Sporting Tasteful T-Shirts

Here’s a piece in eWeek from a guy who liked our OpenSolaris t-shirts at OSCON — Free Java: Sun Struggles to Come to Terms with Open Source. I’m not what they were wearing up there, but the OpenSolaris stuff is quite nice — especially from the launch. I like the black ones best. But if you like white, I see you can order some new OpenSolaris items online now — US, Europe.

Anyway, from the article:

This year’s OSCON was OpenSolaris’ coming out party. Sun employees were out in force, sporting tasteful (by tech apparel standards) OpenSolaris t-shirts. The conference also featured a bunch of OpenSolaris-oriented sessions.

However, the people at the conference were talking more about Java’s open-source prospects than about Solaris’ prospects.

After all, the conference attendees seemed to be mostly developers, not operating system people, and developers rely more on Java for their livelihoods than on Solaris.

Yes, we had a bunch of sessions at OSCON, but it wasn’t really our coming out party. The project was born on June 14. That was the party. We just went to OSCON because it was next on the schedule, that’s all. And it was close, too. We were also at LinuxWorld Expo the following week, and we’ll be going to other conferences, as we build out this new community. The fact that there were more Java developers at OSCON than OpenSolaris developers is obvious and does nothing but point to a massive opportunity for us. It’s very cool.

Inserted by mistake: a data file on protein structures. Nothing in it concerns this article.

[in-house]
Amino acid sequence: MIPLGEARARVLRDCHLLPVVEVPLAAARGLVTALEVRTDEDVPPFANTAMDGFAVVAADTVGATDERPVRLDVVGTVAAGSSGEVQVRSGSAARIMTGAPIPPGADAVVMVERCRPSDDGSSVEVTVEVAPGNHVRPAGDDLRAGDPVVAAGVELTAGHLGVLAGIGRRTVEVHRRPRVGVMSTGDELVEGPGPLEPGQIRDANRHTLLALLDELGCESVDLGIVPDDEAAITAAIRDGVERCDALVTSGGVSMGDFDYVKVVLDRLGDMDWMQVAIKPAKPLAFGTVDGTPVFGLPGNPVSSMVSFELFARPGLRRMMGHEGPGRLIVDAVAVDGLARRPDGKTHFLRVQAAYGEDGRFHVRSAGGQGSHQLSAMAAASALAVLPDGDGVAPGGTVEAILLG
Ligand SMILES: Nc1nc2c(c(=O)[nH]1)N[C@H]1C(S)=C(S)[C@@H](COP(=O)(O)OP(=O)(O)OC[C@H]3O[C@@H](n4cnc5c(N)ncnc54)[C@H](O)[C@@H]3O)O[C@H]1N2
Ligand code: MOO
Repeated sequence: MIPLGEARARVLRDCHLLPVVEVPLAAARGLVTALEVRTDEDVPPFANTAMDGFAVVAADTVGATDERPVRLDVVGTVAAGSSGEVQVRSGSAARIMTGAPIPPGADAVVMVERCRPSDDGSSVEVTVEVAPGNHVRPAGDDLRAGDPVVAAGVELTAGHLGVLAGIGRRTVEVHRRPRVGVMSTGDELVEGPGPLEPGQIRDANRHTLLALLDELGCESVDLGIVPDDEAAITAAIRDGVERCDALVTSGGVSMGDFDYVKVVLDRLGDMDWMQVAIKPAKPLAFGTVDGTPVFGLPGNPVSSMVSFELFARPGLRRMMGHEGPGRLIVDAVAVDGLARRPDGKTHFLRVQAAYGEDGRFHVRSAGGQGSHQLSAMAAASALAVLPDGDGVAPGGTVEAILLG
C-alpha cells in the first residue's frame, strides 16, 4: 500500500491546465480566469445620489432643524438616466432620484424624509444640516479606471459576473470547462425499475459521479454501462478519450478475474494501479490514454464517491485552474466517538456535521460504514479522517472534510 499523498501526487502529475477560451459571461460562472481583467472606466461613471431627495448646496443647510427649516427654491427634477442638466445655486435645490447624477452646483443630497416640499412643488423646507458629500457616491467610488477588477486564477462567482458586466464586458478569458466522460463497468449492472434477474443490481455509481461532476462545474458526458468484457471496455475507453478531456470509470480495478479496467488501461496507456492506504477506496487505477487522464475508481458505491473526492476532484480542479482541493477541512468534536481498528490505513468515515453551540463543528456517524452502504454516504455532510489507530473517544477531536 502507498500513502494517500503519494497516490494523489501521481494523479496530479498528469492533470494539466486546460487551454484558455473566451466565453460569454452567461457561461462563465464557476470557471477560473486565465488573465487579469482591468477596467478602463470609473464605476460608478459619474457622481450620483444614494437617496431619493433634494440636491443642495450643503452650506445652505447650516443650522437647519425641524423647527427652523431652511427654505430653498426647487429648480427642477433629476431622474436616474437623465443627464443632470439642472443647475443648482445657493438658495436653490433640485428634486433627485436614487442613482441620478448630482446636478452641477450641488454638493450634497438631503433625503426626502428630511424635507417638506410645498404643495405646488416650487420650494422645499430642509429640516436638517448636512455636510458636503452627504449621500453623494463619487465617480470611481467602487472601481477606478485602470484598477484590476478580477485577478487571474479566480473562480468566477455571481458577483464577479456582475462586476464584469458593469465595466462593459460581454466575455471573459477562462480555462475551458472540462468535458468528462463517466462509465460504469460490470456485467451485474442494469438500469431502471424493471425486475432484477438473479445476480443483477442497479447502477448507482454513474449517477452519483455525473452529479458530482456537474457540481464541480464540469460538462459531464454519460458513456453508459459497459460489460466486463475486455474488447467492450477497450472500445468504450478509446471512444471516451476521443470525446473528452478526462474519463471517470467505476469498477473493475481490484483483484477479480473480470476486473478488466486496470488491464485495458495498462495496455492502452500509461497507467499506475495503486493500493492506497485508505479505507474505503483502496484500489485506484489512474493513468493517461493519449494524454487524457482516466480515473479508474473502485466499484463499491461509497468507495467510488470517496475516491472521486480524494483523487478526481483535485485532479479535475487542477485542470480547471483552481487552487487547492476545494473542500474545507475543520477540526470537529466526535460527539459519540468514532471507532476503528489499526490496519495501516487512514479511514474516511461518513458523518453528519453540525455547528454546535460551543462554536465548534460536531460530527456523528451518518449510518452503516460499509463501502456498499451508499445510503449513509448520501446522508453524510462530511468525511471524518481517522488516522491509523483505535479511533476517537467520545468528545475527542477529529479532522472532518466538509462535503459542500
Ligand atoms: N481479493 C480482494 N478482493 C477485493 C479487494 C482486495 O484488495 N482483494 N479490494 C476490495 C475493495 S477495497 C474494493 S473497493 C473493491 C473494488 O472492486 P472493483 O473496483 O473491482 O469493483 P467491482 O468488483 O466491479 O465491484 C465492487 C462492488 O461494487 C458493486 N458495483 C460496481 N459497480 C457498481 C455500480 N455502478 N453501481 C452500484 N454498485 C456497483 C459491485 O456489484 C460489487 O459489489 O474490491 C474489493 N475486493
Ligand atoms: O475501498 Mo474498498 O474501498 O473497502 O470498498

But I don’t get this term “operating system people.” What does that mean? And to say that “developers rely more on Java for their livelihoods than on Solaris” might be true for Java developers — obviously — but it’s not true for Solaris developers. Why isn’t that just as obvious? Aren’t people who write operating systems known as developers? Aren’t people who write applications that run on operating systems known as developers, too?

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